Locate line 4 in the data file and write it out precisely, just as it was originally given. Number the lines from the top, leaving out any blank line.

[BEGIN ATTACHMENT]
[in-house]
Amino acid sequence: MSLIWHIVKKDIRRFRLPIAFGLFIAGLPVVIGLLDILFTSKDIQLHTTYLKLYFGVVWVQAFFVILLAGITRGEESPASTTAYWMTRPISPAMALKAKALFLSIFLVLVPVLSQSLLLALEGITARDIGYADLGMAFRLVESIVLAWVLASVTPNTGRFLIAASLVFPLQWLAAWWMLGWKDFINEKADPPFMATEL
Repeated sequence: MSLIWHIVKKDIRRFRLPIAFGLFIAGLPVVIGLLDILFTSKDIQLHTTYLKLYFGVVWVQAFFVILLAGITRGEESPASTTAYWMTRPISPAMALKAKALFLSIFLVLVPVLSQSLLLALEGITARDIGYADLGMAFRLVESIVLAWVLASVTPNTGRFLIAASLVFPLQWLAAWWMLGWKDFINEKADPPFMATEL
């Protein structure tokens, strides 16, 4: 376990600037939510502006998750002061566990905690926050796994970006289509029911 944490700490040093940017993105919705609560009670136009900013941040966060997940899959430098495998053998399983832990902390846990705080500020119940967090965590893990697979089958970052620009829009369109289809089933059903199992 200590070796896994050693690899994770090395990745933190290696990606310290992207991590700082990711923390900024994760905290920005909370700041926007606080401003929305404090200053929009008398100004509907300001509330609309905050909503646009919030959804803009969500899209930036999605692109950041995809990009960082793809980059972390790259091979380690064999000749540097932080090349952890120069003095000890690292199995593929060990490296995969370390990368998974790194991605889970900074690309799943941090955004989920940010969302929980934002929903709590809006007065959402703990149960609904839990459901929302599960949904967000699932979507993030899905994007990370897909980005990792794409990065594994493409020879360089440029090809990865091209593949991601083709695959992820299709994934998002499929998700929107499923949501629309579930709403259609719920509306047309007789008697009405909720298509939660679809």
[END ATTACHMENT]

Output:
């Protein structure tokens, strides 16, 4: 376990600037939510502006998750002061566990905690926050796994970006289509029911 944490700490040093940017993105919705609560009670136009900013941040966060997940899959430098495998053998399983832990902390846990705080500020119940967090965590893990697979089958970052620009829009369109289809089933059903199992 200590070796896994050693690899994770090395990745933190290696990606310290992207991590700082990711923390900024994760905290920005909370700041926007606080401003929305404090200053929009008398100004509907300001509330609309905050909503646009919030959804803009969500899209930036999605692109950041995809990009960082793809980059972390790259091979380690064999000749540097932080090349952890120069003095000890690292199995593929060990490296995969370390990368998974790194991605889970900074690309799943941090955004989920940010969302929980934002929903709590809006007065959402703990149960609904839990459901929302599960949904967000699932979507993030899905994007990370897909980005990792794409990065594994493409020879360089440029090809990865091209593949991601083709695959992820299709994934998002499929998700929107499923949501629309579930709403259609719920509306047309007789008697009405909720298509939660679809």